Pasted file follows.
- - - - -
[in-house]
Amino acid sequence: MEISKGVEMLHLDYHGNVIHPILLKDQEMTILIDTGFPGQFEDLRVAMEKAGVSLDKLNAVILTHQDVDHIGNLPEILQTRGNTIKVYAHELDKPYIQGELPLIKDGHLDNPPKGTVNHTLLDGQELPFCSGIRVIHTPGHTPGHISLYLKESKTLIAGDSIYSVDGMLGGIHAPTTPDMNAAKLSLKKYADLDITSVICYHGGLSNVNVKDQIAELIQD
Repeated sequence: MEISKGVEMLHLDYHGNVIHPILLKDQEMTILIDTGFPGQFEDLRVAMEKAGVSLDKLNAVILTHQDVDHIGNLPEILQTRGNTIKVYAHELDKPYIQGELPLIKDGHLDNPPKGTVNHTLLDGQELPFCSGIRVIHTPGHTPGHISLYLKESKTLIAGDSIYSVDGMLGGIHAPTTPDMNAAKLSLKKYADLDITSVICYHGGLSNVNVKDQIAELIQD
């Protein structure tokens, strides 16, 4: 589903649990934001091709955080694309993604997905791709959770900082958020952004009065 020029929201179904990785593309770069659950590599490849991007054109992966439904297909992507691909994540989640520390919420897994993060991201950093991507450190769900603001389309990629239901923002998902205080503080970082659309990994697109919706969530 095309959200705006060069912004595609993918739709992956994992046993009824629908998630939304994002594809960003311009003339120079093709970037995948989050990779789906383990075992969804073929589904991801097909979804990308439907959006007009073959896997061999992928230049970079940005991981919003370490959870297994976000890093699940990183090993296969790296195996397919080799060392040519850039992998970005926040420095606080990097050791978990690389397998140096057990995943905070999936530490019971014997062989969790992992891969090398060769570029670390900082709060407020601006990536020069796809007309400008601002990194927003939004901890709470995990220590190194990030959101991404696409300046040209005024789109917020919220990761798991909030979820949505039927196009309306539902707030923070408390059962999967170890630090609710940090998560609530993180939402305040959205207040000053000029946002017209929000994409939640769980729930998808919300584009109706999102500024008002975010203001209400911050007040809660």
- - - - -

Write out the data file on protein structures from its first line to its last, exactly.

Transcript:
[in-house]
Amino acid sequence: MEISKGVEMLHLDYHGNVIHPILLKDQEMTILIDTGFPGQFEDLRVAMEKAGVSLDKLNAVILTHQDVDHIGNLPEILQTRGNTIKVYAHELDKPYIQGELPLIKDGHLDNPPKGTVNHTLLDGQELPFCSGIRVIHTPGHTPGHISLYLKESKTLIAGDSIYSVDGMLGGIHAPTTPDMNAAKLSLKKYADLDITSVICYHGGLSNVNVKDQIAELIQD
Repeated sequence: MEISKGVEMLHLDYHGNVIHPILLKDQEMTILIDTGFPGQFEDLRVAMEKAGVSLDKLNAVILTHQDVDHIGNLPEILQTRGNTIKVYAHELDKPYIQGELPLIKDGHLDNPPKGTVNHTLLDGQELPFCSGIRVIHTPGHTPGHISLYLKESKTLIAGDSIYSVDGMLGGIHAPTTPDMNAAKLSLKKYADLDITSVICYHGGLSNVNVKDQIAELIQD
């Protein structure tokens, strides 16, 4: 589903649990934001091709955080694309993604997905791709959770900082958020952004009065 020029929201179904990785593309770069659950590599490849991007054109992966439904297909992507691909994540989640520390919420897994993060991201950093991507450190769900603001389309990629239901923002998902205080503080970082659309990994697109919706969530 095309959200705006060069912004595609993918739709992956994992046993009824629908998630939304994002594809960003311009003339120079093709970037995948989050990779789906383990075992969804073929589904991801097909979804990308439907959006007009073959896997061999992928230049970079940005991981919003370490959870297994976000890093699940990183090993296969790296195996397919080799060392040519850039992998970005926040420095606080990097050791978990690389397998140096057990995943905070999936530490019971014997062989969790992992891969090398060769570029670390900082709060407020601006990536020069796809007309400008601002990194927003939004901890709470995990220590190194990030959101991404696409300046040209005024789109917020919220990761798991909030979820949505039927196009309306539902707030923070408390059962999967170890630090609710940090998560609530993180939402305040959205207040000053000029946002017209929000994409939640769980729930998808919300584009109706999102500024008002975010203001209400911050007040809660």